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Market effect on English
- Five aided schools get nod to start separate sections

Market forces have prompted the Marxist government in Bengal to introduce English as the medium of instruction in five state-aided schools in and around Calcutta.

The school education department on Wednesday decided to open English-medium sections in Hindu School, Bethune School, Ballygunge Government School, BD Government School and Barasat Government School, following a meeting with the headmasters of these institutions.

The English-medium sections will be operational from the 2008-09 academic year.

“Many students and guardians have expressed their preference for English as the medium of instruction in Higher Secondary courses. The government has no problem in allowing the schools to run English-medium sections provided they have the required infrastructure,” Dibyen Mukherjee, the director (school education), told Metro after the meeting.

There are 44 government-run and government-sponsored schools in the state, of which 25 are in Calcutta and its adjoining areas.

Though the schools have “proper academic infrastructure and maintain high academic standards”, they have not been drawing the best brains over the past few years.

“It is a fact that some students are shying away from enrolling in our institution, as the medium of instruction we follow is Bengali,” said Tapan Shee, the headmaster of Barasat Government School, on the northern fringes of the city.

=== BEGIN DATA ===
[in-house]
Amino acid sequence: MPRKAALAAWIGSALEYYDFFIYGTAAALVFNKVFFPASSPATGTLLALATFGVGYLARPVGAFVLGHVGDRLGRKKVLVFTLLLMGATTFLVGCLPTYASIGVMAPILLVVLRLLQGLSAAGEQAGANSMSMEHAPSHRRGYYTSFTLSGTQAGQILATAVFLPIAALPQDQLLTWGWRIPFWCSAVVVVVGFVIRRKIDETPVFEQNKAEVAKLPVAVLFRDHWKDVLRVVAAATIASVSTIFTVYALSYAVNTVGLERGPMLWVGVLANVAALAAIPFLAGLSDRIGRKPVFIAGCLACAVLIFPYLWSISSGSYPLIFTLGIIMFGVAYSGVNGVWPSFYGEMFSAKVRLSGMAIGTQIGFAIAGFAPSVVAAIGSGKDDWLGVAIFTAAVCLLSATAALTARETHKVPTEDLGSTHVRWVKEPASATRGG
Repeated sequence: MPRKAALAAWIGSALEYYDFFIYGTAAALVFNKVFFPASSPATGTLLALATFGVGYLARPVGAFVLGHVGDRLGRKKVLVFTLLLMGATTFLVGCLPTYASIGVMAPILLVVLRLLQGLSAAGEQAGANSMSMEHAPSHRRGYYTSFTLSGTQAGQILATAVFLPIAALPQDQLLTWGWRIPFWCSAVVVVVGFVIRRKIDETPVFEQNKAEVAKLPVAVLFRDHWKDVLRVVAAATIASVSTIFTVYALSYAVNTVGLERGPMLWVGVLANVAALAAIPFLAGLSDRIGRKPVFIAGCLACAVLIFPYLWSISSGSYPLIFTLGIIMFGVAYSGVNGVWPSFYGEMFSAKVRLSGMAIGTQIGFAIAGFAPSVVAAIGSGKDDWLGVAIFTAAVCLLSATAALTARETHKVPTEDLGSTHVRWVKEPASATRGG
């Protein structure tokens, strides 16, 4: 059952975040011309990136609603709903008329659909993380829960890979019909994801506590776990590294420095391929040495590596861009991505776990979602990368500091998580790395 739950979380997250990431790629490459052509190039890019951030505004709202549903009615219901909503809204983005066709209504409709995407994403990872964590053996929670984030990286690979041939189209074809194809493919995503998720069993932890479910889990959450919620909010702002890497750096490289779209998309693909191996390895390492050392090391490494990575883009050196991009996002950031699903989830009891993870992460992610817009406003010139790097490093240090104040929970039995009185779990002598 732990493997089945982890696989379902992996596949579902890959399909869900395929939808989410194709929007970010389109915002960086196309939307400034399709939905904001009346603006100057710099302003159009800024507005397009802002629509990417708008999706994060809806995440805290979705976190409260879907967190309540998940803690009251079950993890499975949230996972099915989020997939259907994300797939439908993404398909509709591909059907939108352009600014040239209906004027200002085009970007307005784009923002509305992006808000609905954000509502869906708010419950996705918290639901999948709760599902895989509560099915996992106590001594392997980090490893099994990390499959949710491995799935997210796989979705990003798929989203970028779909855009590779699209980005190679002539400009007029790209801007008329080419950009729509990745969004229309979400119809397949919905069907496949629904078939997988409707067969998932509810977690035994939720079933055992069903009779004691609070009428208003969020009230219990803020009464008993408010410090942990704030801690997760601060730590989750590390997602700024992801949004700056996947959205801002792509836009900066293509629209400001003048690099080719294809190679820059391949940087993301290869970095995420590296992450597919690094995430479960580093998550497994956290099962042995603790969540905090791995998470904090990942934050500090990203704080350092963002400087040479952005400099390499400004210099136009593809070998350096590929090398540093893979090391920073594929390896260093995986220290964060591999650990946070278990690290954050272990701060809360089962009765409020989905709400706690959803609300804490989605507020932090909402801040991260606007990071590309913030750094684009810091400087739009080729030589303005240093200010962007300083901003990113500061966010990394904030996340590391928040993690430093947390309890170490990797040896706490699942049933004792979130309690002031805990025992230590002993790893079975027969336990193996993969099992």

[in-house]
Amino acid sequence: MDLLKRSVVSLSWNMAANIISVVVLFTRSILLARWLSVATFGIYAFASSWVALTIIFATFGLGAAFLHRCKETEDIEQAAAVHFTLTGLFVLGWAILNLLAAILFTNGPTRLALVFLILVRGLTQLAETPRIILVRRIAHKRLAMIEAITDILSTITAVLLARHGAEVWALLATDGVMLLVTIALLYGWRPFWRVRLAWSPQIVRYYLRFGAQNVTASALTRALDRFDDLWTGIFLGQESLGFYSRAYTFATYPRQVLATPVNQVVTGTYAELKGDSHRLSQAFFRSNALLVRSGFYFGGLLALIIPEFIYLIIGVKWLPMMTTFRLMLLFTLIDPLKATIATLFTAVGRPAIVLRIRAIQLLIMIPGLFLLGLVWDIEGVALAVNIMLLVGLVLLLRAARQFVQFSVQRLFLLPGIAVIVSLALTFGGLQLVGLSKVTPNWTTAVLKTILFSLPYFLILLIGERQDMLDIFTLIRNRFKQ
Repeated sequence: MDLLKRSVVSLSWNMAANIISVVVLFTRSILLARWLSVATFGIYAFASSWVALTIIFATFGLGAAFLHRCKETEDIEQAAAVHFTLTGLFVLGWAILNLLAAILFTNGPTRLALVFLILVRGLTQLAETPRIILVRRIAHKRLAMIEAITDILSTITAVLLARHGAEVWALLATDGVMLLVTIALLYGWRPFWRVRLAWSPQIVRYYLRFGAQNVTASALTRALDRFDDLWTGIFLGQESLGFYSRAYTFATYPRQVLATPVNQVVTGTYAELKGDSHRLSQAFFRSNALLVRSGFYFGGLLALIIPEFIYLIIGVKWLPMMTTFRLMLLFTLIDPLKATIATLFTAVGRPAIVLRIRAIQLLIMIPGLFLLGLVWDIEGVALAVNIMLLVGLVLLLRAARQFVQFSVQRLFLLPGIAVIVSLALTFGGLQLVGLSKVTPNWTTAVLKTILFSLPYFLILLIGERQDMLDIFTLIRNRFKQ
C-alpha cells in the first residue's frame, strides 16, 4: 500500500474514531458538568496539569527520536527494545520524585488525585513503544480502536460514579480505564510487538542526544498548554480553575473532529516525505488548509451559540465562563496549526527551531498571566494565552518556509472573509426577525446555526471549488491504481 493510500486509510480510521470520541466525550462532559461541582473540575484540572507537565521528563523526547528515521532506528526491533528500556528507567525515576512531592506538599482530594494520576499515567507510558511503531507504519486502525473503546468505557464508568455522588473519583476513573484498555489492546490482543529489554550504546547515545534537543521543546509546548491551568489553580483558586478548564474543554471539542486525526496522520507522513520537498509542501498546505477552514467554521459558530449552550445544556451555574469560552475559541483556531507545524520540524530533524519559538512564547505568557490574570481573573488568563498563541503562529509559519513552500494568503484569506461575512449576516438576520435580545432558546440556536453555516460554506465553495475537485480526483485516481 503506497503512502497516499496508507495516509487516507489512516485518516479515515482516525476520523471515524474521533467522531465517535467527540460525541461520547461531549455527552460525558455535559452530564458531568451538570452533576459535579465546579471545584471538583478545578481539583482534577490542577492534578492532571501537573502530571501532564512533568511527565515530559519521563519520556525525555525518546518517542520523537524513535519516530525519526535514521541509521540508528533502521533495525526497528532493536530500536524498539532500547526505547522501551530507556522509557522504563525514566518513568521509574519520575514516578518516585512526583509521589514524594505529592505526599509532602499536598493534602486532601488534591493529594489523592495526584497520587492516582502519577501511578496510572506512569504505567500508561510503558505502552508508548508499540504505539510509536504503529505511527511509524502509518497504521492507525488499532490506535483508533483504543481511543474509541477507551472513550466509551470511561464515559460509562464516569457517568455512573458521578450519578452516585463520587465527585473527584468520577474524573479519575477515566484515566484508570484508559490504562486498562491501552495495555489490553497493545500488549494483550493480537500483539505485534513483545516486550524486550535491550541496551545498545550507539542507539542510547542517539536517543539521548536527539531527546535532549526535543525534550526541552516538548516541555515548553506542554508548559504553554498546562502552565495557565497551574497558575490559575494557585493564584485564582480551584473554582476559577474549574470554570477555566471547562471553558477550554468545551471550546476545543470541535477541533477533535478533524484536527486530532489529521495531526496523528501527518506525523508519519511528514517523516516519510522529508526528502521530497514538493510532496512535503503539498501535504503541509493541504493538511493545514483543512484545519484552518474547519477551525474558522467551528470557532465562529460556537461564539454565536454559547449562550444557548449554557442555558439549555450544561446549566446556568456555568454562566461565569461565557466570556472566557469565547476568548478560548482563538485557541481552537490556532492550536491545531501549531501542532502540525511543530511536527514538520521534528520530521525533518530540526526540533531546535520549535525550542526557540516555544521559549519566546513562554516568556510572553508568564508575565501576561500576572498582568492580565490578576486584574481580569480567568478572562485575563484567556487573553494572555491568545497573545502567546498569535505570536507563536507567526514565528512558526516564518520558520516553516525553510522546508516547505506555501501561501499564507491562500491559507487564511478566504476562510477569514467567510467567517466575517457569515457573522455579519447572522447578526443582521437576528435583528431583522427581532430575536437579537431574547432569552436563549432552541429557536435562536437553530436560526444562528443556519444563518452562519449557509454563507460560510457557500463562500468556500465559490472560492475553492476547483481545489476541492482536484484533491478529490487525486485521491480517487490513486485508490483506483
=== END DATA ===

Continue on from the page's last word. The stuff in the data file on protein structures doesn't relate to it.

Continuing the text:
“Almost every student now wants to study the Higher Secondary courses in English. Their demand is legitimate as studying the plus-two courses in English will help them score better in the all-India competitive examinations like the IIT-JEE, AIEEE and other engineering and medical entrance tests,” explained Shee, who attended Wednesday’s meeting.

The demand from the student community prompted several schools to approach the government with a proposal to run English-medium units along with the Bengali-medium ones.

Sources in the education department said some other state-run institutions — including Sakhawat Memorial, Hare School, Sanskrit Collegiate School and Taki Government School — have sought permission to open English- medium units.

“We will examine the proposals and allow as many schools as possible to start the courses in English-medium from the 2008-09 academic session,” said Mukherjee.

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